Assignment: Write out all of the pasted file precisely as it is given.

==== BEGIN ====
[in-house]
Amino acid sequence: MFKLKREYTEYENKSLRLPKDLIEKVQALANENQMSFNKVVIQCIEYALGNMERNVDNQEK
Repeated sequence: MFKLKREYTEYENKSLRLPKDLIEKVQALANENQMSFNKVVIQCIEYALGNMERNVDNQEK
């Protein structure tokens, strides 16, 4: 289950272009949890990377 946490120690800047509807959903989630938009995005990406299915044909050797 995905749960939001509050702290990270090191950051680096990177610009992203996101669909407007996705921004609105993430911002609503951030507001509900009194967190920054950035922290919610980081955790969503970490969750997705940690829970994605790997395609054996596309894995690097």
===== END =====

[in-house]
Amino acid sequence: MFKLKREYTEYENKSLRLPKDLIEKVQALANENQMSFNKVVIQCIEYALGNMERNVDNQEK
Repeated sequence: MFKLKREYTEYENKSLRLPKDLIEKVQALANENQMSFNKVVIQCIEYALGNMERNVDNQEK
């Protein structure tokens, strides 16, 4: 289950272009949890990377 946490120690800047509807959903989630938009995005990406299915044909050797 995905749960939001509050702290990270090191950051680096990177610009992203996101669909407007996705921004609105993430911002609503951030507001509900009194967190920054950035922290919610980081955790969503970490969750997705940690829970994605790997395609054996596309894995690097």